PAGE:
About William Tyler
I met William Tyler on a train going south out of London. He had nervous and cryptic and welcoming aura and was the first Nashville native (there is such a thing) that I’d ever met. We both carried more than we could manage on that trip, and I realized later that his bags were full of books. Books about psychology, philosophy, the Civil War, and astrology. Books — I realize now as I write this — about measuring and deciphering the boundaries of kindness and cruelty. William Tyler is interested in the human capacity for understanding ourselves; this is what I feel I mostly know about him now, so many years later. He is one of the most profound autodidacts I know, and he seems to be chasing knowledge in support of something he feels sure exists in all of us. The notes beneath the notes. Empathy might be the closest I can get to putting a name to it. Listen to his music and you’ll understand what I’m talking about.
William and I bonded early in our relationship over Barry Hannah, a hellraising writer from Mississippi who practically reinvented the way that words could be assembled on a page. Like Hannah, William Tyler knows the South — as a crucible of American histories and cultures, an entity capable of expansive beauty and incomprehensible violence, often in the same beat — as his native place, the place that holds him and that he runs from. In the music of William Tyler, the South is not apart from America; the South is America condensed. And like Hannah — and this part is important — William moved to California, where Goes West was written. We don’t know how long William will stay — Hannah lasted just a couple of years, writing in the employ of director Robert Altman — but the change of scenery seems to suit him.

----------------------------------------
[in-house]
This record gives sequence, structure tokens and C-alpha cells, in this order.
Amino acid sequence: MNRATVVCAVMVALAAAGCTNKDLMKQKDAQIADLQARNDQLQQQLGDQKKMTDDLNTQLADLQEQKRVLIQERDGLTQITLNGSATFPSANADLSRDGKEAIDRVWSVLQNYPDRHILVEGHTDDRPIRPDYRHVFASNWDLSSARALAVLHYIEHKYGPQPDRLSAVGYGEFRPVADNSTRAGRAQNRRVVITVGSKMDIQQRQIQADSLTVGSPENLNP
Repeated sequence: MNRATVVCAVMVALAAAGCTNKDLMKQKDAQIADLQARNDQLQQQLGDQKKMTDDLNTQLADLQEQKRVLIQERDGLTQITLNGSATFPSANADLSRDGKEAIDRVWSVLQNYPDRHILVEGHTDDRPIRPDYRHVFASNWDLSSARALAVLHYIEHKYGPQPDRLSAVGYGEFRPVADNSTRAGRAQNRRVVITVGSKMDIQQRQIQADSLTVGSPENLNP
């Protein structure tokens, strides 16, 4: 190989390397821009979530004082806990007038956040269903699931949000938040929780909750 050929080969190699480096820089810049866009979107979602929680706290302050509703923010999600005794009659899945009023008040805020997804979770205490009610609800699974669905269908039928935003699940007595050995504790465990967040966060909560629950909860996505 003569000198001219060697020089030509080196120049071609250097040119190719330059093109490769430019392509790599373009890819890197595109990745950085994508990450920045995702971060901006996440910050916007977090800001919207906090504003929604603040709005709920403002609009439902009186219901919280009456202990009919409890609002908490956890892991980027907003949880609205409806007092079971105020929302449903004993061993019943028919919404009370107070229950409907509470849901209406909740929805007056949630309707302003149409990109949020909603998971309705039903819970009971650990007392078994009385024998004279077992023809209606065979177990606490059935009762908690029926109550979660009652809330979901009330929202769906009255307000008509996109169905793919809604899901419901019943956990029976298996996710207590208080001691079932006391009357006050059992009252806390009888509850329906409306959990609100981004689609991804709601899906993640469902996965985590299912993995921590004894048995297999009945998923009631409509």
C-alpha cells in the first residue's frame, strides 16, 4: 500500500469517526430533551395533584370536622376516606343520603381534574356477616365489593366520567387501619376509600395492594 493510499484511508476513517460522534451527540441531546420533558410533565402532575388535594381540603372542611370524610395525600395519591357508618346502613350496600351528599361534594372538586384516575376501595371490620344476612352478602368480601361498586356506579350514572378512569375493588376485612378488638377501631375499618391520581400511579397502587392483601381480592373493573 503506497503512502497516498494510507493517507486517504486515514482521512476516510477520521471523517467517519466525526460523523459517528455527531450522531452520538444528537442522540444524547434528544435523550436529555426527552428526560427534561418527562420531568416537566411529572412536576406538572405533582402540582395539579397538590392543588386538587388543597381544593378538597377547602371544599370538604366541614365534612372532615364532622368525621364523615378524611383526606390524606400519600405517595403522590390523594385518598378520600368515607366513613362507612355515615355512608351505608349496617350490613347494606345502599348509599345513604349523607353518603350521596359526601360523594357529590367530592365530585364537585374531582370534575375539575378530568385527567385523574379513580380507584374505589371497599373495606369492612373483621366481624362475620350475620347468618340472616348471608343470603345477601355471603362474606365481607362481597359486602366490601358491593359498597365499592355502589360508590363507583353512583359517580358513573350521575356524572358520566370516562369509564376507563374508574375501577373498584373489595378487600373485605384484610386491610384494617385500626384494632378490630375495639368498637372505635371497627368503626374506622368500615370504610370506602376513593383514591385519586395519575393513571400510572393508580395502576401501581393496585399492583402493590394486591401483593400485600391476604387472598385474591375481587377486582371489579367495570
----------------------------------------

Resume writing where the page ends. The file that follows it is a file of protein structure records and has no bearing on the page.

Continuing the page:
William’s new record, Goes West, is the best music that he’s ever made. I’m sure of this because I know and love all of his music intimately, and this album moves me the most, and the most consistently. The first time I heard it was in the late spring in the Texas Hill Country, rolling between limestone and scrub. I was on a cleanse then — no alcohol, no drugs, no evil thoughts — and was astonished at the emotional clarity that the album held. It offered up a model for what I wanted my head to feel like. Goes West marks a sort of narrowing of focus for William’s music; it sounds as though he found a way to point himself directly towards the rich and bittersweet emotional center of his music without being distracted by side trips. Perhaps
this is down to the fact that William only plays acoustic guitar on the album, a clear and conscious decision considering that he is one of Nashville’s great electric guitarists. The band that performs Goes West alongside William — including guitarists Meg Duffy and Bill Frisell, bassist and producer Brad Cook, keyboardist James Wallace, drummer Griffin Goldsmith, and engineer Tucker Martine — is the best and most sympathetic group of players that William could have assembled to play these songs.
The second time I heard Goes West, I was also in Texas and I was on LSD with my friend Brad and we were driving out of Marfa on Highway 90. It was around sundown and the music sounded like it was coming out of the clouds and dancing right in front of my eyes. I know that sounds exactly like what someone on acid would say, but the whole reason I took the acid in the first place is that I was looking for some peace of mind after a long, hot, sweaty summer. Goes West gave me that. We stopped the car and looked out over the expansive horizon and I felt better. We turned around and headed towards town.
—M.C. Taylor, Durham, NC